Valley Medical Center: It’s time to move on

That famous (infamous) Public Hospital District No. 1 election of two years ago to expand Valley Medical Center’s service area to better reflect its size is an example of how victory sometimes just isn’t enough for some – and how the bitter taste of defeat can linger.

That famous (infamous) Public Hospital District No. 1 election of two years ago to expand Valley Medical Center’s service area to better reflect its size is an example of how victory sometimes just isn’t enough for some – and how the bitter taste of defeat can linger.

First, a given. Public oversight of the workings of government is critical to ensuring that everyone gets a fair shake. But just as they expect of our elected officials, citizen overseers have to be reasoned and reasonable, too.

The hospital district in May 2006 asked voters to annex a big chunk of territory so that it could expand its network of medical clinics. A larger district would have meant more tax dollars, which was – and is – critical to the survival of the hospital. Public hospitals have to treat everyone, regardless of ability to pay. Uncompensated care runs into the millions of dollars.

But 94 percent of those who cast ballots – about 14,000 – said no. Only 805 said yes. It was a resounding defeat, fueled mostly because voters were convinced the hospital Board of Commissioners was running a stealth campaign to win passage of the measure. It turns out the hospital also was using public dollars to run the election, a violation of campaign laws.

What’s important is that voters spoke and spoke loudly. They were engaged and informed, even if there wasn’t a voters pamphlet for them to read.

Despite the lop-sided victory, the fallout continued. Last fall two longtime board commissioners, Carole Anderson and Gary Kohlwes, lost their spots on the board to candidates who ran as reformers. Anderson lost in a machine recount to Anthony Hemstad, the city manager for Maple Valley. I am sure that other commissioners were glad their names weren’t on the ballot, because the blood-letting could have been worse.

Hemstad continues to defend himself against charges that as a city manager he doesn’t have time to also take a leadership role in running a complex organization such as a hospital.

Maple Valley’s City Council also meets on Monday, but in the evenings. The hospital board meets Monday afternoons, starting at 3:30 p.m. He got the OK from Maple Valley’s mayor to run.

Hemstad did his research, discovering that just four of the board’s meetings had gone on past 6:30 p.m. in the previous 18 months. It’s hard to duplicate that research online because it wasn’t until the end of 2007 that the board started posting minutes to the hospital Web site.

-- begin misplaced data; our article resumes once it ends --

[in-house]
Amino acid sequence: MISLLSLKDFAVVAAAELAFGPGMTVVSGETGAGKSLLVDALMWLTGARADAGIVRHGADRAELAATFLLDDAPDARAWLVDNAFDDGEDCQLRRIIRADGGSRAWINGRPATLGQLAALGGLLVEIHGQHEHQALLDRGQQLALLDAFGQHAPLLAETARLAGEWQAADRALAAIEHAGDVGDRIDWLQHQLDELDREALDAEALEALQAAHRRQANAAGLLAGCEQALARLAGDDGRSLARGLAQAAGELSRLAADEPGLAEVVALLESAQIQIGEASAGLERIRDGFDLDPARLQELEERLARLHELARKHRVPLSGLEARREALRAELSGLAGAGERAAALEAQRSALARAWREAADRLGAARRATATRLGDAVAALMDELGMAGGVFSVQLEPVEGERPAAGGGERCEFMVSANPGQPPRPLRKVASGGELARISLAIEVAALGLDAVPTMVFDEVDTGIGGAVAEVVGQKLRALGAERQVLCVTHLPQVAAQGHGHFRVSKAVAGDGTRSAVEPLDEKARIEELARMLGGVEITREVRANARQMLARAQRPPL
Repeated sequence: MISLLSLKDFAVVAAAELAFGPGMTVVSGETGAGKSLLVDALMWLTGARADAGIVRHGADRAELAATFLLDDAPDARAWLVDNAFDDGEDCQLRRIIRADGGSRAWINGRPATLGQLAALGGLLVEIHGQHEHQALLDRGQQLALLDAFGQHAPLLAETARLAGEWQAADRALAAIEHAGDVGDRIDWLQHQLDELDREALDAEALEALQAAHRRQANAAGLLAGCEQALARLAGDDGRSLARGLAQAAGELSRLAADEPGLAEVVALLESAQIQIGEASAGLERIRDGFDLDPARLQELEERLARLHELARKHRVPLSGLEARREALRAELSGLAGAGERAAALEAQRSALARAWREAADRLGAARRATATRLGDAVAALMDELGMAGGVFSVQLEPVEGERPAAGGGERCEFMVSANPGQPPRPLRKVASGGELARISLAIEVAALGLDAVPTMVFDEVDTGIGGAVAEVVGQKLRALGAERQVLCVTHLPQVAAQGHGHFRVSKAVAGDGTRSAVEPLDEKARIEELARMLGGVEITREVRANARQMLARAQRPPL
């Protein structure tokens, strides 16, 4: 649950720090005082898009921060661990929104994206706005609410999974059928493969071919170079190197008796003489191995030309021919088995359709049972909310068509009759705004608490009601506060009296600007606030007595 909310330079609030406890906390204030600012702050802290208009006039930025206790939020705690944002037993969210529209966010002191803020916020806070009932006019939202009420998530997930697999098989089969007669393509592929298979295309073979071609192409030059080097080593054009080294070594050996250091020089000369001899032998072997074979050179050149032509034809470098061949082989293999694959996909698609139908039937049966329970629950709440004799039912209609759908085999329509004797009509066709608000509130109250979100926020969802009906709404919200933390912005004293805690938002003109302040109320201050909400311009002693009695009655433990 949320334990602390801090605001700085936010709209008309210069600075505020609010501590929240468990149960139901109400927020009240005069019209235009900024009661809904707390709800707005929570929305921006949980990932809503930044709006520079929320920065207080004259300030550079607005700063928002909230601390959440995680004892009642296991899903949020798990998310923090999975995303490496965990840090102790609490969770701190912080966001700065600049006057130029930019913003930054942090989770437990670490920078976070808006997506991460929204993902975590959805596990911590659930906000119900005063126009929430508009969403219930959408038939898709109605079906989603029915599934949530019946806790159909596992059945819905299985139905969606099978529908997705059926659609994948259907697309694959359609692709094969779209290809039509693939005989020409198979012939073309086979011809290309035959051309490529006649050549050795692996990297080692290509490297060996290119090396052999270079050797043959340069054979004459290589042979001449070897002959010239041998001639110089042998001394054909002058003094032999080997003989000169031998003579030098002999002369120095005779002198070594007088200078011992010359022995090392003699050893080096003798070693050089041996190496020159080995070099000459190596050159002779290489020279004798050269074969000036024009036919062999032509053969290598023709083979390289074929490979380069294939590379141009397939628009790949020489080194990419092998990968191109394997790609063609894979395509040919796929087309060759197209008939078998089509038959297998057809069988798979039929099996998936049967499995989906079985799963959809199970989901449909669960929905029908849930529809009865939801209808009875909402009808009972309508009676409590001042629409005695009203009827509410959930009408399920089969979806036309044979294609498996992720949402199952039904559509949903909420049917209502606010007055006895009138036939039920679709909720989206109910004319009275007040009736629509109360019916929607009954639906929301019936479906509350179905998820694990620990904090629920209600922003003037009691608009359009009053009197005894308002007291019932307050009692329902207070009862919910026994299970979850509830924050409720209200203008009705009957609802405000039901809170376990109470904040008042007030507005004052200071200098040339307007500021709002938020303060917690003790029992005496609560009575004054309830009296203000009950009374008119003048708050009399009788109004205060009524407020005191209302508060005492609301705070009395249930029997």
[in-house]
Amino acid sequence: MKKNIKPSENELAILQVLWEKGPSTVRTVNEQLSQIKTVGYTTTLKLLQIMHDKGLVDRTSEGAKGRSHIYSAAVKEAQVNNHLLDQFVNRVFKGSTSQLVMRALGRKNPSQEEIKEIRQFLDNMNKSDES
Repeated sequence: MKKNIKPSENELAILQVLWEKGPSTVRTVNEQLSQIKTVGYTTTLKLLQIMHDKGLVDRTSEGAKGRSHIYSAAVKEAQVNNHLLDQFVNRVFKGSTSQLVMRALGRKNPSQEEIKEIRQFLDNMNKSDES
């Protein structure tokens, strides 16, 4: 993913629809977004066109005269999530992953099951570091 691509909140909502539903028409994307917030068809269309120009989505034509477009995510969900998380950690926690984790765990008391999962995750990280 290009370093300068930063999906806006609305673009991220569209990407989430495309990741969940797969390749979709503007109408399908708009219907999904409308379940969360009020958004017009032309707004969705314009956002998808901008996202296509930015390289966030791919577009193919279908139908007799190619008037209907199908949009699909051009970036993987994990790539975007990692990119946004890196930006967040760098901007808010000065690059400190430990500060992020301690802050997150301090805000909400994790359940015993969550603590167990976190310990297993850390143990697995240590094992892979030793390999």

But it seems that the business of running the hospital is taking a lot longer these days. The last meeting in December lasted for just under two hours. So far this year (through the March 17 meeting, the last minutes posted), the board has needed anywhere from roughly 3 1⁄2 hours to 4 1⁄2 hours to get its work done. Meetings have lasted until nearly 8 p.m., which means that Hemstad is losing up to 90 minutes of information about the hospital.

Maybe that extra time is a reflection of the public overseers taking more time to ask their questions and to comment. Or it reflects the value of new board members, who come in with a fresh perspective AND lots of questions.

Hemstad made it clear from the very beginning that he would have to excuse himself at 6:30 p.m. to make it to the Maple Valley City Council meeting on time. This year, other board members have asked to be excused early, too. Still, I wonder whether Hemstad can effectively do both jobs well, considering the timing issue. He certainly knows government, and that’s a plus.

The mercurial Sen. Pam Roach also came into play. She joined those who opposed the annexation, many of whom are in her legislative district. She was representing her constituents. Did she mount a political conspiracy to dismantle the public hospital district? Frankly, everything in partisan politics begins as a “conspiracy” and evolves into sometime more rhetorically benign when the compromising starts. Conspirators don’t get anywhere unless they have the votes.

And then there’s Chris Clifford, who is known for filing lawsuits and attempting to recall elected officials. In his attempt to recall Don Jacobson, president of the hospital board, Clifford charged that the board’s committee structure violated the Open Public Meetings Act. But, last week, the recall was stopped dead in its tracks by a Superior Court judge. There you have the reasoned and reasonable.

You want to recall someone? Do it at the polls. It works. Ask Carole Anderson and Gary Kohlwes. Unless the offense is obviously egregious, such efforts distract our public officials from doing our real work.

What’s important here, I think, is that the processes put in place to ensure public over sight worked, even the recall attempt mounted by Clifford.

Everyone had their chance. Now it’s time to move on. Valley Medical has important work to do.

But keep watching, too.

Dean A. Radford can be reached at 425-255-3484, ext. 5050, or at